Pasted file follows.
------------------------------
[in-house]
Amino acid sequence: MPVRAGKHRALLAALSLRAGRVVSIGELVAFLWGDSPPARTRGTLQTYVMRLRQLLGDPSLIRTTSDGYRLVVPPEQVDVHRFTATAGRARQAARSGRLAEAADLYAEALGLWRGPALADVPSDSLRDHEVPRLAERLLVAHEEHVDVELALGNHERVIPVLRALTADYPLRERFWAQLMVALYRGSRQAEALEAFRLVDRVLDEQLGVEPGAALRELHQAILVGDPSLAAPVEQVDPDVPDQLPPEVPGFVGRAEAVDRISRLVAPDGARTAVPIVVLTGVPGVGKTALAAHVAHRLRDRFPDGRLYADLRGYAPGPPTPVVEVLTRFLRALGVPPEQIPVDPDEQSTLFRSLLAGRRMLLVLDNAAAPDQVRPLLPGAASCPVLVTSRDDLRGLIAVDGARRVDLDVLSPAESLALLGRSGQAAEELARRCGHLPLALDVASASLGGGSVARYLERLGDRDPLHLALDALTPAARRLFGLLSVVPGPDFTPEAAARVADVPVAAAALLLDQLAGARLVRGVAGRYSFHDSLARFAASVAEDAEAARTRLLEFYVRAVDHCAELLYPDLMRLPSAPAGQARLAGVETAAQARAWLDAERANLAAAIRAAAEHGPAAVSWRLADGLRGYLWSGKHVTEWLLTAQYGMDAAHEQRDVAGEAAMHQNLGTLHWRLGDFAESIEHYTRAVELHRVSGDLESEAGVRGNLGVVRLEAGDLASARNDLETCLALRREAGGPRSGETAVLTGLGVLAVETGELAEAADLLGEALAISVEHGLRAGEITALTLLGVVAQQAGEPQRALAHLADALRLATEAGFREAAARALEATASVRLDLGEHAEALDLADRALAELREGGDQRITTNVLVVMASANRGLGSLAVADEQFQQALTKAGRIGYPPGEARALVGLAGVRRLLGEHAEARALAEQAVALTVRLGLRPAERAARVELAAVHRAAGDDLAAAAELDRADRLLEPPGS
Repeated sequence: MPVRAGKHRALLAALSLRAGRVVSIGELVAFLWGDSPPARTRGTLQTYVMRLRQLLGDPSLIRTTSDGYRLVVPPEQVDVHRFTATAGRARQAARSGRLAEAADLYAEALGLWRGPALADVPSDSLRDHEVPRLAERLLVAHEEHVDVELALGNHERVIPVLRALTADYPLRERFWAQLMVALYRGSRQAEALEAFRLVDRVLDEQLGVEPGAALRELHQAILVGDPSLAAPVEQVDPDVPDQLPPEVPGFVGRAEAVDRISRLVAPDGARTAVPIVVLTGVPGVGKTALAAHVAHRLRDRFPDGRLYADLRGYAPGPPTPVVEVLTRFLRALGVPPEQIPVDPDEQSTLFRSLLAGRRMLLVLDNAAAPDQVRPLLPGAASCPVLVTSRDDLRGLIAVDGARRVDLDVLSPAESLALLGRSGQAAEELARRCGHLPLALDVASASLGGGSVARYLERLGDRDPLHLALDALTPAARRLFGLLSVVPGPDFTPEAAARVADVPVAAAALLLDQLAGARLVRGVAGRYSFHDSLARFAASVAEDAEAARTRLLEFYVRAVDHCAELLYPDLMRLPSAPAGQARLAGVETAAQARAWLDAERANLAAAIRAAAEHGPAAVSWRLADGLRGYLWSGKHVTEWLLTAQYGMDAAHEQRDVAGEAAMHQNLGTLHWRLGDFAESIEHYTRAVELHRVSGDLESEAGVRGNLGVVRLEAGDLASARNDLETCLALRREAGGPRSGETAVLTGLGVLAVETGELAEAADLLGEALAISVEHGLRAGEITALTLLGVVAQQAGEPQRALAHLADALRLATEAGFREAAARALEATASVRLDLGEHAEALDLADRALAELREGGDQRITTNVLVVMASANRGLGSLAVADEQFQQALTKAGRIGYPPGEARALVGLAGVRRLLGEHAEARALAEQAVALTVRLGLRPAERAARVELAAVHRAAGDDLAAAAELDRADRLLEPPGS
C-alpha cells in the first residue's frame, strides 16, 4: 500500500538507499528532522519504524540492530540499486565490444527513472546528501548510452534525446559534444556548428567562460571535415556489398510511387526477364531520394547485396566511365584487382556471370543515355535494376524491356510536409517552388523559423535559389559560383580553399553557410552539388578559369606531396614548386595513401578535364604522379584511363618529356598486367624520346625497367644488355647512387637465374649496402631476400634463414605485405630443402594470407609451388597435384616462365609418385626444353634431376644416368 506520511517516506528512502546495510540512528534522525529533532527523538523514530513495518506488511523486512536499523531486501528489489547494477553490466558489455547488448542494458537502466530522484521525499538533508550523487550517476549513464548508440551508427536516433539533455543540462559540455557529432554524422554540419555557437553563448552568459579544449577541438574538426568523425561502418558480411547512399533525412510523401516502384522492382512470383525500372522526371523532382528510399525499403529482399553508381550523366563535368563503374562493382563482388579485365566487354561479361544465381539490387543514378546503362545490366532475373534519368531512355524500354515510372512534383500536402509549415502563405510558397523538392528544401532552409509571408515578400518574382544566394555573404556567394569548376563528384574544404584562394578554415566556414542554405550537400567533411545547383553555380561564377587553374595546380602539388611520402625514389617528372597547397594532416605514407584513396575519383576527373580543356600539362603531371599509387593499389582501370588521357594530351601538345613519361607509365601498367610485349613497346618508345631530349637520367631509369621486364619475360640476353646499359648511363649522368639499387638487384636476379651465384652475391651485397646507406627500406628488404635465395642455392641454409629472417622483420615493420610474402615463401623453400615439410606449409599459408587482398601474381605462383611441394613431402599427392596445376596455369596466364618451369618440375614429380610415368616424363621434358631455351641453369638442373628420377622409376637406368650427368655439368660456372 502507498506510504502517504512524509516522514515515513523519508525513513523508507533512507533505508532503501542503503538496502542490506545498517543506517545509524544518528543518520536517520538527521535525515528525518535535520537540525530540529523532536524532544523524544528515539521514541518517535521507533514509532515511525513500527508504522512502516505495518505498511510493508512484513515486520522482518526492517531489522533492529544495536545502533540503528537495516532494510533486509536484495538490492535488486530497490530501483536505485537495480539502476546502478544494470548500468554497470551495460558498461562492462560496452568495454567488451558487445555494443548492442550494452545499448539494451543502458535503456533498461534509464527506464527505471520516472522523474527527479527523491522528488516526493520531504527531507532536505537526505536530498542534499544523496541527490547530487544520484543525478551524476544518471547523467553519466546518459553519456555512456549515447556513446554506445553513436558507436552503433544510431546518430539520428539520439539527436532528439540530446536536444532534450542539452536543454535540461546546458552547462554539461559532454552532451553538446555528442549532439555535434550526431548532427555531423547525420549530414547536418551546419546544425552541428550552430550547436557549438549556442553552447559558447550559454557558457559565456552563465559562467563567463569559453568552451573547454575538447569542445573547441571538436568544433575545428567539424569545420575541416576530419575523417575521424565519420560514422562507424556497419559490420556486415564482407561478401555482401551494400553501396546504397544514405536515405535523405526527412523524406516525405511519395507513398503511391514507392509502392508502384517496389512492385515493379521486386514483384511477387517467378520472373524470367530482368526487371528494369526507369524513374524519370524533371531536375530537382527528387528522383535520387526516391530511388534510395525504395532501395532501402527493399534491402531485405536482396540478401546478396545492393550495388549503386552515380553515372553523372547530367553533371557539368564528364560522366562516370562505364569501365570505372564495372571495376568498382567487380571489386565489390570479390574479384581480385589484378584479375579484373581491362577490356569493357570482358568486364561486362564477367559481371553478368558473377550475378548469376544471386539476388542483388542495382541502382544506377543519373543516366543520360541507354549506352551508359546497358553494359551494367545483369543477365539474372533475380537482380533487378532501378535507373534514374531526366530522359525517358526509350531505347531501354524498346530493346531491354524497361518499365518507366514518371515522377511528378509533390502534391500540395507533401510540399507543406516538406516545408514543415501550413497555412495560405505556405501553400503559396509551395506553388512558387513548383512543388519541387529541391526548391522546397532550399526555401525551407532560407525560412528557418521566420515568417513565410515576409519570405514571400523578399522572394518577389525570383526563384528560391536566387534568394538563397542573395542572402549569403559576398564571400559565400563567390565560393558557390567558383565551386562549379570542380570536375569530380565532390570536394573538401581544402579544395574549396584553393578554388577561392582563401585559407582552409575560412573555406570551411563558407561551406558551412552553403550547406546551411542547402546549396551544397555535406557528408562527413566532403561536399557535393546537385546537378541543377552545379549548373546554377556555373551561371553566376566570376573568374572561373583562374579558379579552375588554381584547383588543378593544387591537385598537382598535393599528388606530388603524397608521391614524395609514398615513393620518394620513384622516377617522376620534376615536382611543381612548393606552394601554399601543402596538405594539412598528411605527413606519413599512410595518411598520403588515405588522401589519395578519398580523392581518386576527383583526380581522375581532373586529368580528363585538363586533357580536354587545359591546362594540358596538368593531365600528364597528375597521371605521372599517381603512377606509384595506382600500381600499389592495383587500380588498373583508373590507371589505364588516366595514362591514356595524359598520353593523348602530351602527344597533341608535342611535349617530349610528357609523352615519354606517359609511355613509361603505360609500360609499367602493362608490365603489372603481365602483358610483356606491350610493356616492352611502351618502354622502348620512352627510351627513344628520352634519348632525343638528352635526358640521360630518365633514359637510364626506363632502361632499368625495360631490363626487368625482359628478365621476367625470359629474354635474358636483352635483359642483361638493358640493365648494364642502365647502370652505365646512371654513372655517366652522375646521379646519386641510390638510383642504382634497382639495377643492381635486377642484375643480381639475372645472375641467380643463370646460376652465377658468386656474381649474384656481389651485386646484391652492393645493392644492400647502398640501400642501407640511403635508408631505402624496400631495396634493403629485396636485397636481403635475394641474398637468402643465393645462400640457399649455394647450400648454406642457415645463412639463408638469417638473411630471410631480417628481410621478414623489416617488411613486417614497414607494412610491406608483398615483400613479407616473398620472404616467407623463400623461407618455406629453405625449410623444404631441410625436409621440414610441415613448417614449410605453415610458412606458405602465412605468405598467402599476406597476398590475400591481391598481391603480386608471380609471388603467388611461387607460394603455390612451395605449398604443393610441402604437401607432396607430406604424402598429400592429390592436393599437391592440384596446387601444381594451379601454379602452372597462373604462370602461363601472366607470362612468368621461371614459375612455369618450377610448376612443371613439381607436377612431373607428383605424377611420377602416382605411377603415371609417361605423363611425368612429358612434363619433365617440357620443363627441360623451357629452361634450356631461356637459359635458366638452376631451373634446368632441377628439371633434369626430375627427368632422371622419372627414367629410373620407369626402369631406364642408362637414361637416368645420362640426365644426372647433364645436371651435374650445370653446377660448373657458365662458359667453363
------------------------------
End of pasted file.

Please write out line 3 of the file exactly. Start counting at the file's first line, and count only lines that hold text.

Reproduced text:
Repeated sequence: MPVRAGKHRALLAALSLRAGRVVSIGELVAFLWGDSPPARTRGTLQTYVMRLRQLLGDPSLIRTTSDGYRLVVPPEQVDVHRFTATAGRARQAARSGRLAEAADLYAEALGLWRGPALADVPSDSLRDHEVPRLAERLLVAHEEHVDVELALGNHERVIPVLRALTADYPLRERFWAQLMVALYRGSRQAEALEAFRLVDRVLDEQLGVEPGAALRELHQAILVGDPSLAAPVEQVDPDVPDQLPPEVPGFVGRAEAVDRISRLVAPDGARTAVPIVVLTGVPGVGKTALAAHVAHRLRDRFPDGRLYADLRGYAPGPPTPVVEVLTRFLRALGVPPEQIPVDPDEQSTLFRSLLAGRRMLLVLDNAAAPDQVRPLLPGAASCPVLVTSRDDLRGLIAVDGARRVDLDVLSPAESLALLGRSGQAAEELARRCGHLPLALDVASASLGGGSVARYLERLGDRDPLHLALDALTPAARRLFGLLSVVPGPDFTPEAAARVADVPVAAAALLLDQLAGARLVRGVAGRYSFHDSLARFAASVAEDAEAARTRLLEFYVRAVDHCAELLYPDLMRLPSAPAGQARLAGVETAAQARAWLDAERANLAAAIRAAAEHGPAAVSWRLADGLRGYLWSGKHVTEWLLTAQYGMDAAHEQRDVAGEAAMHQNLGTLHWRLGDFAESIEHYTRAVELHRVSGDLESEAGVRGNLGVVRLEAGDLASARNDLETCLALRREAGGPRSGETAVLTGLGVLAVETGELAEAADLLGEALAISVEHGLRAGEITALTLLGVVAQQAGEPQRALAHLADALRLATEAGFREAAARALEATASVRLDLGEHAEALDLADRALAELREGGDQRITTNVLVVMASANRGLGSLAVADEQFQQALTKAGRIGYPPGEARALVGLAGVRRLLGEHAEARALAEQAVALTVRLGLRPAERAARVELAAVHRAAGDDLAAAAELDRADRLLEPPGS